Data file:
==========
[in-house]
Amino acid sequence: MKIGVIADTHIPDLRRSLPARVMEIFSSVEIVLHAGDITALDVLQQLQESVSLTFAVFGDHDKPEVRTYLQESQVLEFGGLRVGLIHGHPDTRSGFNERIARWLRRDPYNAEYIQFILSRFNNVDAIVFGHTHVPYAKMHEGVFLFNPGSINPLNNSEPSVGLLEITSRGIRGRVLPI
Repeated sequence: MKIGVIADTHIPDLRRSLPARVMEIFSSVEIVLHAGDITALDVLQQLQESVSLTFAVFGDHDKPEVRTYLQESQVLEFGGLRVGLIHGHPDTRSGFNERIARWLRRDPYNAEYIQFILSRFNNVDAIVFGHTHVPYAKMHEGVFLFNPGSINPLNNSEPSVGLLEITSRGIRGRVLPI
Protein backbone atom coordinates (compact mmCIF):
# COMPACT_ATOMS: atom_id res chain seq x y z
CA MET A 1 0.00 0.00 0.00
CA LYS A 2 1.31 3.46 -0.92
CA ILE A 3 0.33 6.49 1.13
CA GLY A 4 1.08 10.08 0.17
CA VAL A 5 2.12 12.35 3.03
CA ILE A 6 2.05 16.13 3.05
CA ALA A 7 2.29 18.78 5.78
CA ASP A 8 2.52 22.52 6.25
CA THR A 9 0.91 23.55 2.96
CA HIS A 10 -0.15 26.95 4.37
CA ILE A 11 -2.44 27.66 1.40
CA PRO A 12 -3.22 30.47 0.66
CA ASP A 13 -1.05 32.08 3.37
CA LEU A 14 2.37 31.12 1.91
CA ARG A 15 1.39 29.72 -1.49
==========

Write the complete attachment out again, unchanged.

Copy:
[in-house]
Amino acid sequence: MKIGVIADTHIPDLRRSLPARVMEIFSSVEIVLHAGDITALDVLQQLQESVSLTFAVFGDHDKPEVRTYLQESQVLEFGGLRVGLIHGHPDTRSGFNERIARWLRRDPYNAEYIQFILSRFNNVDAIVFGHTHVPYAKMHEGVFLFNPGSINPLNNSEPSVGLLEITSRGIRGRVLPI
Repeated sequence: MKIGVIADTHIPDLRRSLPARVMEIFSSVEIVLHAGDITALDVLQQLQESVSLTFAVFGDHDKPEVRTYLQESQVLEFGGLRVGLIHGHPDTRSGFNERIARWLRRDPYNAEYIQFILSRFNNVDAIVFGHTHVPYAKMHEGVFLFNPGSINPLNNSEPSVGLLEITSRGIRGRVLPI
Protein backbone atom coordinates (compact mmCIF):
# COMPACT_ATOMS: atom_id res chain seq x y z
CA MET A 1 0.00 0.00 0.00
CA LYS A 2 1.31 3.46 -0.92
CA ILE A 3 0.33 6.49 1.13
CA GLY A 4 1.08 10.08 0.17
CA VAL A 5 2.12 12.35 3.03
CA ILE A 6 2.05 16.13 3.05
CA ALA A 7 2.29 18.78 5.78
CA ASP A 8 2.52 22.52 6.25
CA THR A 9 0.91 23.55 2.96
CA HIS A 10 -0.15 26.95 4.37
CA ILE A 11 -2.44 27.66 1.40
CA PRO A 12 -3.22 30.47 0.66
CA ASP A 13 -1.05 32.08 3.37
CA LEU A 14 2.37 31.12 1.91
CA ARG A 15 1.39 29.72 -1.49